She was a great collector and wearer of the most fantastic textiles. This is for her. The idea of this work is that the body becomes somehow a cloak, she could be invisible, magical, somehow she can have the power of something else,”
Cloak for MM (2018)
Some of her other saree portraits include “Portrait Manju” (2013), “My friend unnamed” (2014), and “Portrait Nirmila” (2017) and her famous saree art includes “Man woman I” (2012), “Dominate” (2011), “I find a way to keep it all together” (2011) and “Many ways to say the same thing” (2010).
Dominate (2011)



Bharti Kher is known for her signature use of bindi in her artworks. A bindi is a small dot-shaped adornment, applied on the centre of the forehead, between eyebrows by Indian women. According to Indian spiritual beliefs, a bindi symbolizes the third eye. For more than a period of two decades, Kher is using bindi as a “code, a text, a mem­brane and skin”. On her use of bindi in her artworks, she said,
 To conceal things, to open them up, focus your eye towards a specific point on a sculpture, to lead you in. And the most interesting thing for me is it’s a language that I’ve developed for myself and my own practise, and nobody else has it. So, it’s mine. I can speak it now.”

Her use of bindi for sculptures, paintings, map paintings, and mirror art makes her a unique artist. In 1996, she came up with her first bindi artwork “Spit and Swallow,” and that was the turning point from where she added sculpture to her artwork.
Some famous bindi works by Bharti Kher include “Future is not fixed (series)” (2020), “Maps (series)” (2015-17), “Formless connections” (2016), “Dark Matter MM” (2015), and “Code, cell, grid” (2013).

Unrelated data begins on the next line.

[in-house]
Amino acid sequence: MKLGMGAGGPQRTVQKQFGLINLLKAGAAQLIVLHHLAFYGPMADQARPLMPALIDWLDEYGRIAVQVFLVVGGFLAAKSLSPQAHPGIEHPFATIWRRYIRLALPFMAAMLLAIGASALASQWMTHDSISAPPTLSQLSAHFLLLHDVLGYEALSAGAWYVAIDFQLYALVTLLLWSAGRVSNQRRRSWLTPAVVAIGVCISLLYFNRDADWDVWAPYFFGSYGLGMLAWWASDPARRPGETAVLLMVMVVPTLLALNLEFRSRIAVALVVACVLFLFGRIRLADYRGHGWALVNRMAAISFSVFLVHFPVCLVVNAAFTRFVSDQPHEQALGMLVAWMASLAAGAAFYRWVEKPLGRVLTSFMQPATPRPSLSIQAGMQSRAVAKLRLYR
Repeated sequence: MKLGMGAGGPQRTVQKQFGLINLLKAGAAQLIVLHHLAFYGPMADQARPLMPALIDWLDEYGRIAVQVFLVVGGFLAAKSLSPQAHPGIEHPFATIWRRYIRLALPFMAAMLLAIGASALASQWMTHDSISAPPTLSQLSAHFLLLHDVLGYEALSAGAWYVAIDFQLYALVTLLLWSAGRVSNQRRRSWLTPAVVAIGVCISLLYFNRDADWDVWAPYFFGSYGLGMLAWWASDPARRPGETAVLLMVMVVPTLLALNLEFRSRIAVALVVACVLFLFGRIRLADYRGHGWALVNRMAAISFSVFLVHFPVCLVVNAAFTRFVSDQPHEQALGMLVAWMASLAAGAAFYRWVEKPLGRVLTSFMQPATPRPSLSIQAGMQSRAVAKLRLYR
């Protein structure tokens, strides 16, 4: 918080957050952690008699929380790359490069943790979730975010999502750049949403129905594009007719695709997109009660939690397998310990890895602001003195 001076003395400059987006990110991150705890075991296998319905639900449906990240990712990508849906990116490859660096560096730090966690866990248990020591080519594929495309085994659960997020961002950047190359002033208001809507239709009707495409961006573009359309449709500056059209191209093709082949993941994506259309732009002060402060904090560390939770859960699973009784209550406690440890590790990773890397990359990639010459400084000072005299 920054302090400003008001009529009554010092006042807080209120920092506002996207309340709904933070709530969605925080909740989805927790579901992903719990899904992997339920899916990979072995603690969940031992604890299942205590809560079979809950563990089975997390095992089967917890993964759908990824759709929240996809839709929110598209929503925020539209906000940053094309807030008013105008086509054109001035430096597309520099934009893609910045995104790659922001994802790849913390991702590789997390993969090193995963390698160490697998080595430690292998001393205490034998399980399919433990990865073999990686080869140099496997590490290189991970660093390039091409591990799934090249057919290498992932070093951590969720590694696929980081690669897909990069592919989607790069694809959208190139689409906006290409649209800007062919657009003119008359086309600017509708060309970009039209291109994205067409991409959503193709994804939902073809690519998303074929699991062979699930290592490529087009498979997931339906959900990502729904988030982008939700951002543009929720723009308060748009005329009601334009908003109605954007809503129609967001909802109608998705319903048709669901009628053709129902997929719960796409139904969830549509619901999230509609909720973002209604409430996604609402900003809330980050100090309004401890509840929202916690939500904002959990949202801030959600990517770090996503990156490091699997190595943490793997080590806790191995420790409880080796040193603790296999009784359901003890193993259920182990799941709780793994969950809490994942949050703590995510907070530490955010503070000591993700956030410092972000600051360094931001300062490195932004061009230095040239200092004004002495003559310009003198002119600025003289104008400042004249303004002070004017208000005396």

Formless Connections (2016)

Dark Matter MM (2015)


Through her “Intermediaries” series, Bharti Kher expresses her ideas of transformation and deconstruction of narratives. In the theme of intermediaries, the artist assembles readymade coloured clay figurines (murti) to give them a new form and meaning by putting different things together. Bharti Kher uses figurines of humans, animals, and objects in her art and gives them a new meaning.

Her other famous intermediary works include “Yes no” (2020), “The Fallow” (2019), “Talisman” (2019), “Sisters” (2019), “The offspring of a deity perhaps” (2019), and “The Intermediary family” (2018).
Talisman (2019)

Women and the Body

Bharti Kher also uses the theme of women and the body in her artwork. Her work entitled “Six Women” (2013-15) incorporates the sculptures of six women. Her sitters are the female sex workers, whom she paid to sit for her. She portrayed not only their physique but also the emotions on their face. The idea behind this masterpiece is to show the issue of vulnerability that comes from the nudity of females.  Some other works based on the same theme are “The Hybrid series” (2004), “Mrs Hera Moon” (2006), “Arione’s sister” (2006), and “Lady with an Ermine” (2012).